Why the Democrats must not surrender to the Republicans

by Ross Rosenfeld

(July 12, 2011) Political parties are outgrowths of a free society. They are not innate, nor eternal. And much like government itself, when a party fails to exist for the good of the people, that party should be abolished.

Throughout American history, numerous parties have come and gone, such as the Federalists, the Whigs, the Progressives, and even the Know-Nothings. Some served their purpose, then disappeared from the scene; others proved unsustainable; and there were those, of course, who refused to adjust to the times.

The Republicans of today, however, suffer from a much greater calamity. It is true that they have failed to adjust to the times in many ways: gay marriage, climate change, and Keynesian Economics, to name a few. But their antiquated ideas and refusals to accept basic science are not why I am calling for the abolition of their party. These faults could be fixed were it not for the inherent ones: their ends-justify-the-means mentality and their, frankly, frightening unanimity.

The debt ceiling talks are an ideal example. Any economist worth his or her weight will tell you that what the Republicans are threatening is essentially economic armageddon. Either they get everything they want or they'll do something we all know would be disastrous. Will they do it? Who knows? Optimistically, I'm hoping that Mr. Boehner and the other party leaders will be wise enough not to recommit the same type of error that caused the Dow Jones to drop 777 points in 2008. After all, failure to raise the debt ceiling is likely to be much worse.

The Republicans have given the Democrats an ultimatum: either accept spending reductions on programs important to the poor and middle class without any added revenue from the rich or we will blow up the economy. If the Democrats accept such terms from their political counterparts, it would leave them with an unworkable plan and a severely weakened party.

The Republicans' very act of threatening the nuclear option portends disaster, even should it not lead to disaster this time. As scary a prospect as this is, what makes it even scarier is the Republican unanimity.

Out of 239 Republican members of the House, 235 of them have signed Grover Norquist's pledge to never raise taxes. Never. No matter what the situation, no matter what the emergency. They have apparently put this pledge above that which they took to honor the Constitution, which states, under the 14th Amendment, "The validity of the public debt of the United States, authorized by law...shall not be questioned."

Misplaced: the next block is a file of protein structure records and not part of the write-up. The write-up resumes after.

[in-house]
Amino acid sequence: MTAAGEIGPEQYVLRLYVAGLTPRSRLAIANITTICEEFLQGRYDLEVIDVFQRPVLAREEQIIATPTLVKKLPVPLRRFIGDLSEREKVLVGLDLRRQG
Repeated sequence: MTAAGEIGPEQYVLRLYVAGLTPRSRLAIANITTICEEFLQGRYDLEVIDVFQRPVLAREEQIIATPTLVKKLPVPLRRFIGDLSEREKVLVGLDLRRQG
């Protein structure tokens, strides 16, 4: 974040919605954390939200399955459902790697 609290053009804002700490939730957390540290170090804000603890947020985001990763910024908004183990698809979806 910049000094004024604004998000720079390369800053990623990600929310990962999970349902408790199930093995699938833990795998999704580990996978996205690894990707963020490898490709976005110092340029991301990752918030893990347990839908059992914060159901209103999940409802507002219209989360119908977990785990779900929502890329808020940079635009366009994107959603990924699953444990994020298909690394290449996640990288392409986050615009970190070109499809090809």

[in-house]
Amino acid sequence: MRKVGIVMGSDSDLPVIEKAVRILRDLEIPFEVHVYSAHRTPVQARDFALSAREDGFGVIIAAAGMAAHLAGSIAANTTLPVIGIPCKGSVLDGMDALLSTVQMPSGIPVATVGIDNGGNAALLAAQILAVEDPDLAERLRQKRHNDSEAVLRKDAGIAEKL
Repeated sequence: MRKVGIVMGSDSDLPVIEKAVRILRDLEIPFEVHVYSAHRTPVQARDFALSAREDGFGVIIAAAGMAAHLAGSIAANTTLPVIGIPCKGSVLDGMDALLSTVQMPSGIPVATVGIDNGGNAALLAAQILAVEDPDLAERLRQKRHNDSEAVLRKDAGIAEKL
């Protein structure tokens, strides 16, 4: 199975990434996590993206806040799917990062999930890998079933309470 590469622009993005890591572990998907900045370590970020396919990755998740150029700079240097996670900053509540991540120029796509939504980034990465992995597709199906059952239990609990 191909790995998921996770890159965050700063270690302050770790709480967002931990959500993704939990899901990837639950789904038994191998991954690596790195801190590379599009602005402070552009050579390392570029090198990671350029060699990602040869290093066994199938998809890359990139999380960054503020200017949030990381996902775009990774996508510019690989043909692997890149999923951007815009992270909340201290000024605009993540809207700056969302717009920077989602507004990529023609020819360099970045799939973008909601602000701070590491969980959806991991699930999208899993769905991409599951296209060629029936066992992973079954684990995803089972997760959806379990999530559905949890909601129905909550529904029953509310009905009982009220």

Will Rogers once said, "I am not a member of any organized political party. I am a Democrat." As true as this often is, it is much preferable to the alternative: rigid conformity. Parties are supposed to be formed on the basis of consensus, not cult-like single-mindedness. In the Republican Party, however, dissent is not permitted. Dissent will make you an outcast. Just ask Charlie Crist.

Having opposing viewpoints and participating in debate is healthy for a republic. I am not suggesting that we abandon political parties or that we seek one-party rule; that would also be a mistake. I am suggesting, however, that the Republicans have become a party of factual and logical suppression that has put political gain before the people.

Both Speaker Boehner and Majority Leader Cantor voted 7 times to raise the debt ceiling under the Bush Administration, as did most Republicans serving back then. None of them tried to hold the economy hostage at that time. Yet now they do. What could possibly be the motivation? It is simple: they seek the destruction of the Democratic Party.

The Democrats must get wise and destroy them first. They must call the Republicans out. They must fight back, not for themselves, but for us the People.

Ross Rosenfeld is a New York based educator with his own tutoring business.

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